Paul and Gray answer questions at Kentucky Farm Bureau forum separately
08/25/2016 11:04 PM
LOUISVILLE – U.S Senator Rand Paul and Democratic challenger Jim Gray attended and answered questions from members of the Kentucky Farm Bureau on Thursday, but did not appear together for the candidate forum.
It marked only the third time in memory that candidates appeared separately at the Kentucky Farm Bureau’s “Measure the Candidates” forum.
The last time prior to Thursday was in 2002 when Sen. Mitch McConnell opposed Lois Combs Weinberg.
At the beginning of the press conference after he concluded his part of the forum, Paul jokingly said, “where is he?,” when asked why he and Gray did not appear together.
He then went on to say that he did not take part in the scheduling.
“I don’t know who was involved with the setting up on arrangements, I just sort of came,” Paul said. “I showed up and answered my questions.”
Gray said that it was Paul who decided that he would not appear with Gray.
“My understanding is that Senator Paul was unwilling to appear at the same time,” Gray said.
Kentucky Farm Bureau president Mark Haney admitted that he was not part of the conversations about each candidate’s appearance but reiterated that the bureau wants to work with both campaigns.
“We want to accommodate both campaigns as much as we possibly can, and most important, we want to get the information, and get it dispensed to our members,” Haney said.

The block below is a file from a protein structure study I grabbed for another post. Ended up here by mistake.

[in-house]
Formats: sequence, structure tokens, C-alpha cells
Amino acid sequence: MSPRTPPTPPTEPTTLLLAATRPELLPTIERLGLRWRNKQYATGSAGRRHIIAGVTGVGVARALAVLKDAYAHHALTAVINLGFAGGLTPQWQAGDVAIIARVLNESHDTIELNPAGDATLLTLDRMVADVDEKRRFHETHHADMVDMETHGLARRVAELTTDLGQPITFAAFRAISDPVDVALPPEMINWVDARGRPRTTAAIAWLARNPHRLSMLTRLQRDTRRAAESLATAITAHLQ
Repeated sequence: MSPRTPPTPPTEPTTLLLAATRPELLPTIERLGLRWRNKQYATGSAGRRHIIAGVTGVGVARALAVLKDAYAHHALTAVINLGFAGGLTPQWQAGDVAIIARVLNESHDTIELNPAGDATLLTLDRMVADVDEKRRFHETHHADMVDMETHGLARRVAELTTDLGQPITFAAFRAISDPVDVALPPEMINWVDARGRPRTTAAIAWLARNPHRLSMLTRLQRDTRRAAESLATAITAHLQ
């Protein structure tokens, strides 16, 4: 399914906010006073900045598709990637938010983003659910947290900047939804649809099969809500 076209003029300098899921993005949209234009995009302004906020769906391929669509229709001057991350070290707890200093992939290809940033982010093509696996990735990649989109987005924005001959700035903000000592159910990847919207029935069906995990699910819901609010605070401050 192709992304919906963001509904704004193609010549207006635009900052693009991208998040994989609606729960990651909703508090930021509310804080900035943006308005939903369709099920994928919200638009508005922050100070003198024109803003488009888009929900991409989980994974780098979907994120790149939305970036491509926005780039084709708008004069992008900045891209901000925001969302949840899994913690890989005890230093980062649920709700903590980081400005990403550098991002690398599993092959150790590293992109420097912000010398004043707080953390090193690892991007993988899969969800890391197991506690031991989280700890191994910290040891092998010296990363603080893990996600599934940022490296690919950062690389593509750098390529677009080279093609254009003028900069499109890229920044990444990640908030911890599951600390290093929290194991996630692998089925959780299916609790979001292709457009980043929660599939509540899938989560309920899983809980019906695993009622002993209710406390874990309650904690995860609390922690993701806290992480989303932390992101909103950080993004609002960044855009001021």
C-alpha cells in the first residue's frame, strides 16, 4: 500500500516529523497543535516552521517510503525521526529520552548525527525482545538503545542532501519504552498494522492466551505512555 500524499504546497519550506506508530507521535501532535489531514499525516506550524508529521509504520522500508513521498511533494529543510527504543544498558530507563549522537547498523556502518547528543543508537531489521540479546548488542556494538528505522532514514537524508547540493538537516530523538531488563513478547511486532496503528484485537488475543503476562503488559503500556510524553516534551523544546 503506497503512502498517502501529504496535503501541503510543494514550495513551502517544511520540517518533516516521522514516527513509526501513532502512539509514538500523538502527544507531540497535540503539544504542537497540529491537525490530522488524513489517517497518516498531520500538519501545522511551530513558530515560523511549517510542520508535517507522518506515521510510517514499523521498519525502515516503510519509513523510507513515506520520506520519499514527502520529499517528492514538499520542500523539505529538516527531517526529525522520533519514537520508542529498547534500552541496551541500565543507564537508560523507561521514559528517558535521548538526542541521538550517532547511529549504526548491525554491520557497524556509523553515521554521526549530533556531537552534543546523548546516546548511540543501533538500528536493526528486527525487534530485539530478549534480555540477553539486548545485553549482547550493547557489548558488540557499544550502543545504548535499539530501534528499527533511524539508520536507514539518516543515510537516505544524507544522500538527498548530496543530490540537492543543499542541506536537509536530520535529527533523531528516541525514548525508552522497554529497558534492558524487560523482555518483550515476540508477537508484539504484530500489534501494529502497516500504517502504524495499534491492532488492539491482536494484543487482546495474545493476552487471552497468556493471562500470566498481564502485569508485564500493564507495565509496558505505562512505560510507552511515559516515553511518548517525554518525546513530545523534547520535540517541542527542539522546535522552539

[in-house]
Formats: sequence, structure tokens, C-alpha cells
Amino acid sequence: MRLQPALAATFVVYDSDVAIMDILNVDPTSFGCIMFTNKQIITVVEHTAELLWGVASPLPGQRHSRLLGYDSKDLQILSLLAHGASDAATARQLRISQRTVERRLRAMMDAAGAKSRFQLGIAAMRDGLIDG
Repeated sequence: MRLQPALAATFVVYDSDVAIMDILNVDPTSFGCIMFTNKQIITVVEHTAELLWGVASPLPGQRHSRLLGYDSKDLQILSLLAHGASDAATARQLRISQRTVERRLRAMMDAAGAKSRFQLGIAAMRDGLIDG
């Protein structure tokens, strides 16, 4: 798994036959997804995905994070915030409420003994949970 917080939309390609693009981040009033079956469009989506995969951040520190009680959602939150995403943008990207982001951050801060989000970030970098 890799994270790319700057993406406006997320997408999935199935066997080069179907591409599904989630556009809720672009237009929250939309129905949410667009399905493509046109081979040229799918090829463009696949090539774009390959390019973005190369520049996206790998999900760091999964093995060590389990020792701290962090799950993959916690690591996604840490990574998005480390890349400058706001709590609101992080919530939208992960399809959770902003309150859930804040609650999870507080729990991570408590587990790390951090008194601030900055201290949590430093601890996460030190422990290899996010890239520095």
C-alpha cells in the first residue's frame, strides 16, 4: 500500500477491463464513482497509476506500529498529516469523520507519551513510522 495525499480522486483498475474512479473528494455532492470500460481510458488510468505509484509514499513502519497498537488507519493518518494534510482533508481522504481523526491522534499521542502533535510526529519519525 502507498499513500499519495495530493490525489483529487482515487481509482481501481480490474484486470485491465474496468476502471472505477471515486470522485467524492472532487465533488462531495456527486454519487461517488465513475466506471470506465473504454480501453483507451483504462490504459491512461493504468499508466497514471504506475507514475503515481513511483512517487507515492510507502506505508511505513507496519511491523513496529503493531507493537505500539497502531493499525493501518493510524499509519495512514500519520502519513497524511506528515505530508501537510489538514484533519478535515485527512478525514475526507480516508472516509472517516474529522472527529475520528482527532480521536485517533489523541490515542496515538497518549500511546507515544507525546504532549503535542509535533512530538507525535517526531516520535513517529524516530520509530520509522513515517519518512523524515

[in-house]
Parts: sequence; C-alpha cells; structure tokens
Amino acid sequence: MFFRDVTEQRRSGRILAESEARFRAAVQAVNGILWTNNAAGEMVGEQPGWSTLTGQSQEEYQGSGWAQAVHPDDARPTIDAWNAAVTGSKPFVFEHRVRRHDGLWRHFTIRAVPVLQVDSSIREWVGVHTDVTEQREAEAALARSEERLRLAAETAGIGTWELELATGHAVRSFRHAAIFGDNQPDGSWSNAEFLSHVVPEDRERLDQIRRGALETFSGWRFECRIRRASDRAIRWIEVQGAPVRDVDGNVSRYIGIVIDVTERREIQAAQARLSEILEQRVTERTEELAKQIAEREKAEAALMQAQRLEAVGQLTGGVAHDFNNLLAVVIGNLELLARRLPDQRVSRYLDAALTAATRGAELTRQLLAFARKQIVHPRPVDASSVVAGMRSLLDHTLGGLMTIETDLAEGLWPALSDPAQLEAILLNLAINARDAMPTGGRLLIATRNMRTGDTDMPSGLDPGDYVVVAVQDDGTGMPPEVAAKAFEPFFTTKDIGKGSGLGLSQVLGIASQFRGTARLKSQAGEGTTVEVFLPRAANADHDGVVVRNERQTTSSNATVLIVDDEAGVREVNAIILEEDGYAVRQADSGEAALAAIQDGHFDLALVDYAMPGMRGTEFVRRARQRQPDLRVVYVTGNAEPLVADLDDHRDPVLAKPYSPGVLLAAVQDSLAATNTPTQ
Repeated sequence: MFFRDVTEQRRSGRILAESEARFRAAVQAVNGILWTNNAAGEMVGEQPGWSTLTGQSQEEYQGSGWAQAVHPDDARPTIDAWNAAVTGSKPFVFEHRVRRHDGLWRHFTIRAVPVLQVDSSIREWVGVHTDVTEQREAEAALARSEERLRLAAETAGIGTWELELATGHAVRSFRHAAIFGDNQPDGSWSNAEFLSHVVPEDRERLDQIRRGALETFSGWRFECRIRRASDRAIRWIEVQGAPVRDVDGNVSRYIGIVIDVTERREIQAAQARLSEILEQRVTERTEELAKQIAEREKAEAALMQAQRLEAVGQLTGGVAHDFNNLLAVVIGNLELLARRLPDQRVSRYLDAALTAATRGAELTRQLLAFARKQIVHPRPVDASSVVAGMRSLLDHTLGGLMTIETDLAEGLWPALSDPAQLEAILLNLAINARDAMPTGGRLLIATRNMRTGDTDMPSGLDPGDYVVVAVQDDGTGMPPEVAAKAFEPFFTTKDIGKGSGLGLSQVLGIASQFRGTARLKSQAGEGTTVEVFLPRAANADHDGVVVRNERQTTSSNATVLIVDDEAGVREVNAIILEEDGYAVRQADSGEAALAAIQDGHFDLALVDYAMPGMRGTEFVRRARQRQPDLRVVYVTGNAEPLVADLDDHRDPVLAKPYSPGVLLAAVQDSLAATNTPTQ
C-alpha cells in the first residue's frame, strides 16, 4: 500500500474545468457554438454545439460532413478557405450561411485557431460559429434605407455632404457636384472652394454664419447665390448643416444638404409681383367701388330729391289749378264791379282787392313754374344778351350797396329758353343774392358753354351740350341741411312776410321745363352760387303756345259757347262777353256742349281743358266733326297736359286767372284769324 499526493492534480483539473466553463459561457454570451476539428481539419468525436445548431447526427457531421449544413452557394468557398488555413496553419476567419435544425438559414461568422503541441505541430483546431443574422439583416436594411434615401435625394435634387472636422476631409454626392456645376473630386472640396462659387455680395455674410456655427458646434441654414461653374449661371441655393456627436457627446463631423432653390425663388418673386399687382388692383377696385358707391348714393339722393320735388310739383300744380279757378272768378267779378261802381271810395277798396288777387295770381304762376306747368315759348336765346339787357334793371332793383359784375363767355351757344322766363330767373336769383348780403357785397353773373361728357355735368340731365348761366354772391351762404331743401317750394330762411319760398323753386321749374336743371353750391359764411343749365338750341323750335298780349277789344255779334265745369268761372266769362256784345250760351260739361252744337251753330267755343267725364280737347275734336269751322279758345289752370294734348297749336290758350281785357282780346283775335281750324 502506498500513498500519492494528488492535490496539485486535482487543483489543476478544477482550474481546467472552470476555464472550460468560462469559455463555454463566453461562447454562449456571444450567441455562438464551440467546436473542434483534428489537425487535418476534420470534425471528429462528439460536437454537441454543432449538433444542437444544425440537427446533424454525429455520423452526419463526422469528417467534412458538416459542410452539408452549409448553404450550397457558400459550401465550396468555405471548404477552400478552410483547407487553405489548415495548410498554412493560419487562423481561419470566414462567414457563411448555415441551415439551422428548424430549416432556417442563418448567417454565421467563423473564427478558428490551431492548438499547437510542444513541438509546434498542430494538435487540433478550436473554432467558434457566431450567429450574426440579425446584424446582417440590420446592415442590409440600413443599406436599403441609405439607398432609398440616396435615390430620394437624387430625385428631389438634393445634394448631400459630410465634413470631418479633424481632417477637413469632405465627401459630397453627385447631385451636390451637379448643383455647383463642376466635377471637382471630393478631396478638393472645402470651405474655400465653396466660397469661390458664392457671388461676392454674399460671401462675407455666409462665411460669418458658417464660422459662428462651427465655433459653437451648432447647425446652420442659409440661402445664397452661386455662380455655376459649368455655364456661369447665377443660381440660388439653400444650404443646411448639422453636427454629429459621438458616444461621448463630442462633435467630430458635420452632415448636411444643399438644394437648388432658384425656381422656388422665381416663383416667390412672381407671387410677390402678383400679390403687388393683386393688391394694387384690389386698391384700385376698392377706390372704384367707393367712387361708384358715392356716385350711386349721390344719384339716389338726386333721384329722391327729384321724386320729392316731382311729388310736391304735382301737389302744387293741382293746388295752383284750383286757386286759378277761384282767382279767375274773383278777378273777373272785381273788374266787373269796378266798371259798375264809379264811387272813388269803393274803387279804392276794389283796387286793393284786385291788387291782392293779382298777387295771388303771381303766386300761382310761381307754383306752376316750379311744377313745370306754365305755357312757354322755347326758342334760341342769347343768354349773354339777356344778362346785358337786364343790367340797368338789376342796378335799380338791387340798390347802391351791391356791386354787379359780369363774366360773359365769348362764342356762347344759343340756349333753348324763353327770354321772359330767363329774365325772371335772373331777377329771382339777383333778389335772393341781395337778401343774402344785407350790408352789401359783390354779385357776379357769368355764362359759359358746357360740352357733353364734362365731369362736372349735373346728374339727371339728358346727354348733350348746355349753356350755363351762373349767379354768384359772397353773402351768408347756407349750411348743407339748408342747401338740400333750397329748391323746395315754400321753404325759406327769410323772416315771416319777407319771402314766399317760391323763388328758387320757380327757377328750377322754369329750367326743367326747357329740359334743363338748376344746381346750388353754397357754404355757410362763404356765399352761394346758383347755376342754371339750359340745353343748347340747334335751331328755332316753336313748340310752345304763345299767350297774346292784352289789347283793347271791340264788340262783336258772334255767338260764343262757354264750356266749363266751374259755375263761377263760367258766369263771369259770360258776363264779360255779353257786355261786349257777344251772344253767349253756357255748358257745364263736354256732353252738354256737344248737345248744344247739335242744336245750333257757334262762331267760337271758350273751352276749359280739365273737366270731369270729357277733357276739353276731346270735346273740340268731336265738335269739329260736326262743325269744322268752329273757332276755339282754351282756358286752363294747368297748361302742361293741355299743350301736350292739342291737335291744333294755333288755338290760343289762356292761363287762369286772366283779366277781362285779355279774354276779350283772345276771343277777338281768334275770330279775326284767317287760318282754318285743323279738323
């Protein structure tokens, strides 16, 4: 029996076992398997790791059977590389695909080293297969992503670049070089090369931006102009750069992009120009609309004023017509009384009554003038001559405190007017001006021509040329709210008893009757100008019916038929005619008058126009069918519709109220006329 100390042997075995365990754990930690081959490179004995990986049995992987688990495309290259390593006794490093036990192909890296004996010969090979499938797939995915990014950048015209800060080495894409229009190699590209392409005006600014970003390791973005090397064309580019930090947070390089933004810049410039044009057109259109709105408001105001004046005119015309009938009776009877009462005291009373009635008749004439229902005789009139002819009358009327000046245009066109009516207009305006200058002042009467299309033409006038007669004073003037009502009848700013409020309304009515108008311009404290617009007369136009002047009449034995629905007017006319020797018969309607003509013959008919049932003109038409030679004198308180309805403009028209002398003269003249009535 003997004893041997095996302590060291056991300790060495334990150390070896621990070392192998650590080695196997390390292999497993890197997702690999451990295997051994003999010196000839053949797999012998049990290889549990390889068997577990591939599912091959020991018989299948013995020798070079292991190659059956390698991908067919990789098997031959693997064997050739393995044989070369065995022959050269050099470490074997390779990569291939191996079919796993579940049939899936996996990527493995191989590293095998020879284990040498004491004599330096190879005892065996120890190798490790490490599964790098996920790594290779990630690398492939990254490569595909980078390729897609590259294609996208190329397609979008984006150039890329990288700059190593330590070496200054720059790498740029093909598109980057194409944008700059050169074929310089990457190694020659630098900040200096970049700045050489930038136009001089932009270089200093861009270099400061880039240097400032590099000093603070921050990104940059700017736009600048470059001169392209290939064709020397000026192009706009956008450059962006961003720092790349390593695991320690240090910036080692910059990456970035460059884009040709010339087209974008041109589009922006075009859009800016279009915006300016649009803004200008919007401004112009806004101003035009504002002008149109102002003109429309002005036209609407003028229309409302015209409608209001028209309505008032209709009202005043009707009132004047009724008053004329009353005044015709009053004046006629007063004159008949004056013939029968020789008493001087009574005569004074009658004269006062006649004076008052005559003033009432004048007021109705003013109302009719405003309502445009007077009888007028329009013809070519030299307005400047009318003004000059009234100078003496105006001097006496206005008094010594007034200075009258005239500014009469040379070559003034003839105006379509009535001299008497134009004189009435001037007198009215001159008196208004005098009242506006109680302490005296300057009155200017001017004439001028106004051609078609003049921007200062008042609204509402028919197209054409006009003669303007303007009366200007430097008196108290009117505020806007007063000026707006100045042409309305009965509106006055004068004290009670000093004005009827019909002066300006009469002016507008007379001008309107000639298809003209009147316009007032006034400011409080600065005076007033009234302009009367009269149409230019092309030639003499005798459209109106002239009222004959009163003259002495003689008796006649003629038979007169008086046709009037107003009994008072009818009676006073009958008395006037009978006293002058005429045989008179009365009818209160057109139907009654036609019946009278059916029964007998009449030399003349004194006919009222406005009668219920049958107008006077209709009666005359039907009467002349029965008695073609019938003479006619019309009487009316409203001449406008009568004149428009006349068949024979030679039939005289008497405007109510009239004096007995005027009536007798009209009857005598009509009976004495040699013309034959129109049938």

In the area of regulatory reform, Paul said that the government has too much power and said he will sponsor a bill to abolish the waterways of the U.S., which defines which rivers, streams, lakes and marshes fall under the jurisdiction of the Environmental Protection Agency and the Army Corps of Engineers.
“We need to take power away from the executive branch and all of these regulatory agencies because they’re doing most of these on their own,” Paul said. “We need to make it so Congress votes for these things.”
Gray admitted that he’s had to deal with a variety of governmental regulations with his construction business, but said that everything needs to be examined individually.
“There’s no one size fits all on these kind of questions,” Gray said. “I’ve been in business long enough to know it doesn’t work that way.”
As for the reducing the national deficit, Gray says he wants the country to do the same thing that he did in Lexington.
“To get through the deficit, you do just what we did in Lexington,” gray said. “I inherited a $30 million deficit which was 10 percent of my general fund. We developed in 5 years a surplus where we’ve made investments.”
Paul wants to a balanced budget amendment to the U.S. Constitution.
“I’ve made a pledge that I won’t vote for a budget that doesn’t balance in a reasonable amount of time,” Paul said.
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